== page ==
By Joshua Jonah Fischman
CHARLOTTE, N.C. — In not only the first three-point competition of his NBA career, but of his life, Nets guard Joe Harris defeated two-time league MVP Stephen Curry in the final round to win the 2019 event.
Curry, the 2015 champion, was supposed to win the shootout as part of the weeklong celebration of the return to his hometown. But Harris either didn’t get the memo or simply didn’t care. And if not Steph, it should have been defending shootout champion Devin Booker, Hornets All-Star Kemba Walker or Steph’s younger brother, Trail Blazers guard Seth Curry, also a Charlotte native. All three failed to advance to the contest finals, tallying 23, 15 and 16 first-round points, respectively.
By Max Goodman
CHARLOTTE, N.C. – On a night full of high-flying slams, no-look passes and deep three-pointers, the two most memorable plays of Friday’s Rising Stars game came from someone who scored just two points.
Jarrett Allen of the Brooklyn Nets did what he does best — blocking two dunks less than one minute apart — proving that defense still lives on at All-Star Weekend. Even in a game that featured 305 total points.
“That’s just me playing my game,” Allen said. “I’m here for the defense. We had to make stops on the defensive end and that’s just me making a play for my team.”
By Joshua Jonah Fischman
CHARLOTTE, N.C.– Reggie Bullock did not make an All-Star team nor is he participating in any of Saturday night’s competitions. He’s here in his native North Carolina for a greater purpose. After Bullock’s transgender sister, Mia Henderson, was murdered in 2014, the Lakers wing has become a powerful ally for the LGBTQ community.
“Obviously it’s something close to home for me,” Bullock said. “The [LGBTQ] community was something that she believed in and was a strong part of. I feel like it’s a duty of mine to be able to stand up for my sister. I’m definitely an ambassador and advocate.”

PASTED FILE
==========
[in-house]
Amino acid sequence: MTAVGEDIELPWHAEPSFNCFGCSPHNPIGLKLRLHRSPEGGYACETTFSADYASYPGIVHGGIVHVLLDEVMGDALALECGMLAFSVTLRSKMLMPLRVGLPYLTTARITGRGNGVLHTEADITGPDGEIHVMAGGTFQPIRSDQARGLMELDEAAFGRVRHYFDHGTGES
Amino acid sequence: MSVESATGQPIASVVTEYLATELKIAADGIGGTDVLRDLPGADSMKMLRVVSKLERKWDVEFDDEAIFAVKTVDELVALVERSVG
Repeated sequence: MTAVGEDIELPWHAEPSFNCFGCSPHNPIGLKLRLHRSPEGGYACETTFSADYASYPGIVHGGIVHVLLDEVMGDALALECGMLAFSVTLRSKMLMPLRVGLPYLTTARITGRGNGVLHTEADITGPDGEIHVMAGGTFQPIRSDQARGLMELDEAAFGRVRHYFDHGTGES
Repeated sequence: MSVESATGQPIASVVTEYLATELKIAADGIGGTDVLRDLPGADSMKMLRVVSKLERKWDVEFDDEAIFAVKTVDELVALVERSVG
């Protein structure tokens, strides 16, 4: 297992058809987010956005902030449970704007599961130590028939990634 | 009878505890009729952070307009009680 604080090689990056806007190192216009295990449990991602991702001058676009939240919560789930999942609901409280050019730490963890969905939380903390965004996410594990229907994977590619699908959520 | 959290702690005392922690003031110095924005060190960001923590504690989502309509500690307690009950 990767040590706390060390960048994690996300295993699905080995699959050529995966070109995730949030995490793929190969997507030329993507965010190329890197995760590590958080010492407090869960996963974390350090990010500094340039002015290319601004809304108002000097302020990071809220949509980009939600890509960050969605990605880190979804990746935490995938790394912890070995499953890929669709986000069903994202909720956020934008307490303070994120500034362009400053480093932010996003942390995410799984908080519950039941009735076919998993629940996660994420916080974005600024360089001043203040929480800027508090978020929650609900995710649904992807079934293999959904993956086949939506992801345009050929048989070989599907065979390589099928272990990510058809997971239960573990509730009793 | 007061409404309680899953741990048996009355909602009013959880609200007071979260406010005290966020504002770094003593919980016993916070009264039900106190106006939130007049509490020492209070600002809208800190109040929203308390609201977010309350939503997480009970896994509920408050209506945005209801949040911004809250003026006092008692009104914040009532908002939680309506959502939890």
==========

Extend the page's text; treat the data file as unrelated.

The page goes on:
Here’s the latest Medill Reports Election 2016 Update. We spoke with Trevor Gervais, lead organizer at Common Cause Illinois, about election ad spending.
Posted at 7 p.m. CT
By Misha Euceph, Jane Hao and Jasmine M. Ellis
MILWAUKEE — After four debates, Republicans found themselves back at square one. This was the case at the Nov. 11 debate hosted by Fox Business Network and the Wall Street Journal not because of the lack of a clear front-runner, but because the most heated discussion at the Milwaukee Theatre centered around what it means to to be a Conservative and what policies characterize a Conservative politician.
Although Sen. Rand Paul and Sen. Marco Rubio started the conversation around the meaning of conservatism, Gov. Jeb Bush, Gov. John Kasich, Sen. Ted Cruz, Carly Fiorina, Donald Trump and Dr. Ben Carson brought up the question when talking about immigration and defense spending, illustrating the change in the Republican stance on the two issues since President Ronald Reagan’s time.
Sen. Paul brought up defense spending in response to Sen. Rubio’s tax plan, stating, “We have to decide what is Conservative.”
By Harry Huggins and Satvika Khera
MILWAUKEE — Tuesday night’s Republican presidential debate in Milwaukee proved a friendlier forum for both the candidates and moderators than CNBC’s debate two weeks ago.
The moderators, Fox Business Network hosts Maria Bartiromo and Neil Cavuto and Wall Street Journal editor-in-chief Gerard Baker, mainly stayed out of the way of candidates vying for screen time.
“Business issues can be riveting, because it wasn’t about us,” Cavuto said as he closed the debate. “It was about them.”
The moderators demanded substantive answers for minimum wage and tax policy questions, but stepped back and allowed bickering between candidates when it came to issues like foreign policy.
By Morgan Gilbard and Enrica Nicoli-Aldini
MILWAUKEE – The Republican “undercard” debate on Tuesday featured candidates proposing a litany of traditionally conservative plans and ideals – repealing Obamacare, shrinking government, eliminating the Internal Revenue Service, and turning away Syrian refugees.
But the candidate attacked by the others for his arguably less conservative record was the one who seemed to come out on top.
New Jersey Governor Chris Christie dodged attacks from his Republican opponents and focused his attention on striking at likely Democratic nominee Hillary Clinton.
“If we do not change course, if we follow the president’s lead, we will be in a worse off position,” Christie pointedly said of Clinton early in the evening.